I’m recording this story on April 13, 2023 — 31 years to the day since my dear friend Terry died in my arms.
He had just turned 33. We had been friends since college, working at Disneyland together through our college years and for a few years after that, before he moved away. We reconnected in 1990 when he found me at Disneyland and told me he had AIDS. I told him I was there for him, with him, no matter what, committed to being a caregiver in whatever way he would need. And so I was, through the many doctor’s visits, transfusions, and hospitals over the next two years.
Until spring 1992, when it became clear that living with AIDS was moving slowly towards dying from AIDS. Yet, as we all know, it was so hard to give in to the reality and make the hard decision about whether to take him off the drugs. By this time, he was bedridden, blind, and suffering from dementia, yet still always Terry with a quick laugh, a smile that still lights up my life as I remember it.
During this time, we had developed the habit of lying in bed together, Terry wrapped in my arms, chatting quietly. Our chats usually started with his question: “Do you know where I was last night?” and my answer: “No, where?”, opening the door to yet another marvelous journey together into his imagination.
On this day, he said, “I went to a convention of angels. I couldn’t go to the Crystal Cathedral where the big ones were. I went to the Episcopal Church down the street. Even so, the angels were incredible!”
“And what happened,” I asked.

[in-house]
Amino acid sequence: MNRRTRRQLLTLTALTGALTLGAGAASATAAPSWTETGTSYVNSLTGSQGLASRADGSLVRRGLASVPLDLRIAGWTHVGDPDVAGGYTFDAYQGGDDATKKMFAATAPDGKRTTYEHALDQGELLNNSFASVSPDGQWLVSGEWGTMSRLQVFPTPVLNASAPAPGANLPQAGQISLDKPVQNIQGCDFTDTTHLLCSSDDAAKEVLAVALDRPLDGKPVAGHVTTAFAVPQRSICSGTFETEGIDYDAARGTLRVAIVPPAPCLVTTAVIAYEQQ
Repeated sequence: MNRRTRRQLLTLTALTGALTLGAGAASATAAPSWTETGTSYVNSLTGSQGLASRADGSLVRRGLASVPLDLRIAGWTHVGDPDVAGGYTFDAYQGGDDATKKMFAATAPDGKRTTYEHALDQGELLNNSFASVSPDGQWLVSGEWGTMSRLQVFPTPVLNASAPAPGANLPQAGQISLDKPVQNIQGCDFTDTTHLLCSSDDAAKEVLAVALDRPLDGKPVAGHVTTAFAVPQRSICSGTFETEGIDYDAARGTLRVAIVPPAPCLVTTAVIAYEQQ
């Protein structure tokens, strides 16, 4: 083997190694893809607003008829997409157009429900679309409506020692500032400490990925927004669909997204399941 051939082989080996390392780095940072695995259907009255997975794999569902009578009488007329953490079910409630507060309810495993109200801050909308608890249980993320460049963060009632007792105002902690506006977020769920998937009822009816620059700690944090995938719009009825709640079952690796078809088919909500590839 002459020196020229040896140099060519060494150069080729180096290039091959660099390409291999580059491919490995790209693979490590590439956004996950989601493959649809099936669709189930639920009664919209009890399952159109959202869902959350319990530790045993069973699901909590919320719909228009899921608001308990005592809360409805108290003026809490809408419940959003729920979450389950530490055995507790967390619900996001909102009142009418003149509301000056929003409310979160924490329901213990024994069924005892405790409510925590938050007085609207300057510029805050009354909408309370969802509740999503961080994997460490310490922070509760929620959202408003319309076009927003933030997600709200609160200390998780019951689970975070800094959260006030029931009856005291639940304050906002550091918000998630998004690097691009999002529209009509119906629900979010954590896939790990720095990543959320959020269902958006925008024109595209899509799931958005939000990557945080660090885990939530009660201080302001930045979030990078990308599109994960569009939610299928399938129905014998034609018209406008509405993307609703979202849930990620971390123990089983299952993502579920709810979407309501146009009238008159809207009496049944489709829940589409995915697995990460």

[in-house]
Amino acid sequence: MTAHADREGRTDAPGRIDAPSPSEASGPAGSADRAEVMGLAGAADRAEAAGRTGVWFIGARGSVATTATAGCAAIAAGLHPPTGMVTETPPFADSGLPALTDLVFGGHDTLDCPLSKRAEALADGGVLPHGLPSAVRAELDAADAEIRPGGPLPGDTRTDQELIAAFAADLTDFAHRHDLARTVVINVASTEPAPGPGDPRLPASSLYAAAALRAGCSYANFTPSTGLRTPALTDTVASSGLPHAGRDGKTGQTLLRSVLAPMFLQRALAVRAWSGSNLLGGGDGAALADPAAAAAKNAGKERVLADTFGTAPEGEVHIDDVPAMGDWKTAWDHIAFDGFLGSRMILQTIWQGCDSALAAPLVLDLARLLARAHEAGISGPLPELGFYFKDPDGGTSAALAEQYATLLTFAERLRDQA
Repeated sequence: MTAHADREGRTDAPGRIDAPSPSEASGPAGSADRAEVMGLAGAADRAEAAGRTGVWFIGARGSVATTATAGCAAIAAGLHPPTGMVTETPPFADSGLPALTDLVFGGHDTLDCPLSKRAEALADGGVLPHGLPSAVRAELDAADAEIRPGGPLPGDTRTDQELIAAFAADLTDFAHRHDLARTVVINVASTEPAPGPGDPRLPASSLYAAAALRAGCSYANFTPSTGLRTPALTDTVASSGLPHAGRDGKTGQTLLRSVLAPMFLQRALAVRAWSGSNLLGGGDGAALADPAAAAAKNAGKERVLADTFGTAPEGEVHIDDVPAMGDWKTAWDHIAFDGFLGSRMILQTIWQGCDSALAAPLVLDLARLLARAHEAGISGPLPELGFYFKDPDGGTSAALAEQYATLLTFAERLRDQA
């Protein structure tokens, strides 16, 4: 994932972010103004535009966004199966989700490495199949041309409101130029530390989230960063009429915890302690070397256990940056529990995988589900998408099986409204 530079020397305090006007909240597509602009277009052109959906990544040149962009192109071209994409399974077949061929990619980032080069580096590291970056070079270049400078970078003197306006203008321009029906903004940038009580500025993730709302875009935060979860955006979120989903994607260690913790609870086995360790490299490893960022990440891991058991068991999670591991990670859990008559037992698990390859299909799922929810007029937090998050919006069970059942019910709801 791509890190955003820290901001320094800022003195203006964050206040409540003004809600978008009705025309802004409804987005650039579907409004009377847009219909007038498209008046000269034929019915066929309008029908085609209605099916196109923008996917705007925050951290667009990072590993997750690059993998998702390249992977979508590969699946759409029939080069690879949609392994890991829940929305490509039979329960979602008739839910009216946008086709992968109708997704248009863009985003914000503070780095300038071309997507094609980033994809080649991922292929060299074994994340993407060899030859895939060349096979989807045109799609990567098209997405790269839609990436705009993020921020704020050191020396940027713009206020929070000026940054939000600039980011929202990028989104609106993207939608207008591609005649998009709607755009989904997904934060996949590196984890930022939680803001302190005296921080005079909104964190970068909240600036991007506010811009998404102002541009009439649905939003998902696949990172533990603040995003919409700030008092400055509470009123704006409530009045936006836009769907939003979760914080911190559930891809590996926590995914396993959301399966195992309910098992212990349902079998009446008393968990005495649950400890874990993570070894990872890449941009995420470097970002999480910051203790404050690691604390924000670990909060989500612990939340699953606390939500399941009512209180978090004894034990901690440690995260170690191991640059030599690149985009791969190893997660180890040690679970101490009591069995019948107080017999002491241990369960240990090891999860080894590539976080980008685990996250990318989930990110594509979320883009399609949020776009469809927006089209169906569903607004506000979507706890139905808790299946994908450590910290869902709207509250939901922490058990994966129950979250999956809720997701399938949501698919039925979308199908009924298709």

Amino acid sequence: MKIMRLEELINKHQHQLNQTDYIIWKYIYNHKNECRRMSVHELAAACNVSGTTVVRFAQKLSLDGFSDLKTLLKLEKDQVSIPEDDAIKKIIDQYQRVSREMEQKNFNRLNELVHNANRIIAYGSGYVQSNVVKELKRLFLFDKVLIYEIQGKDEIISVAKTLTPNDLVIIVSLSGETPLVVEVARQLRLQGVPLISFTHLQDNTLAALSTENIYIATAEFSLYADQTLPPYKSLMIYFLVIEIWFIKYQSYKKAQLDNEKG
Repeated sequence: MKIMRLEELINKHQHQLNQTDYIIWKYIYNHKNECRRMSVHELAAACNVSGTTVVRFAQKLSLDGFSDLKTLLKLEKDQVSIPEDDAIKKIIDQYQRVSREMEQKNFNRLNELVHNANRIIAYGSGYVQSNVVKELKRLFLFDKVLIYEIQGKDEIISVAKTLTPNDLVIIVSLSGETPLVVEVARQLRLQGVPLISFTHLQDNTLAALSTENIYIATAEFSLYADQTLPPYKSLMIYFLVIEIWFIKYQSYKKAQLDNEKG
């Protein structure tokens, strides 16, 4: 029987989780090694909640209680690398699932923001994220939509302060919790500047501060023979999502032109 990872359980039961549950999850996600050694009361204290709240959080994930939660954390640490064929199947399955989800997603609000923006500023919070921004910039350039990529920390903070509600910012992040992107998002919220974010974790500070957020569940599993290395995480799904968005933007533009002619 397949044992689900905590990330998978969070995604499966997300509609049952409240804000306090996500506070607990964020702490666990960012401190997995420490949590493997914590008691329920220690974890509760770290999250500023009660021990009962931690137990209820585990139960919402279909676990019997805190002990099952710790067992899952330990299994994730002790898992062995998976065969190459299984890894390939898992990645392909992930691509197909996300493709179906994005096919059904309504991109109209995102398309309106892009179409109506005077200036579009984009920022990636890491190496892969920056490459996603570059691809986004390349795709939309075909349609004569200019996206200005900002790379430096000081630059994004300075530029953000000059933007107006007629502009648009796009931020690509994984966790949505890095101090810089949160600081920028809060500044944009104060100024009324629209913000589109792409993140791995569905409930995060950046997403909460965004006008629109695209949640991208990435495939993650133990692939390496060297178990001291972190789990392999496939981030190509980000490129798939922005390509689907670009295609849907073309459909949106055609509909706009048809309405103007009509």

“Well, the whole idea was to teach me how to be an angel. They let me try on wings.”
“I bet you looked great. You have the legs for it.”
He giggled and replied, “Well, I felt great. But I don’t think I can learn to play the harp. Anyway, I asked them if I can come back and be your guardian angel.”
“And what did they say?”
“Yes, but there is a two-year apprentice program where we learn to be angels. After that, I will be able to come back and be your guardian angel.”
We lay there together for a while, talking about angels until he dozed off. I went out to where the rest of our little community of caregivers were chatting.
“I think Terry has let me know it’s time to let him go. He’s ready.”
Two weeks later, Terry passed peacefully in my arms, surrounded by friends. We all swore we felt his spirit touch each of us on our heads as he died.
Two years later, I felt his spirit so powerfully next to me, heard his laugh in my ear. I heard the echo of his laugh in mine, the light of his smile in mine as I smiled through my tears and finished doing my dishes.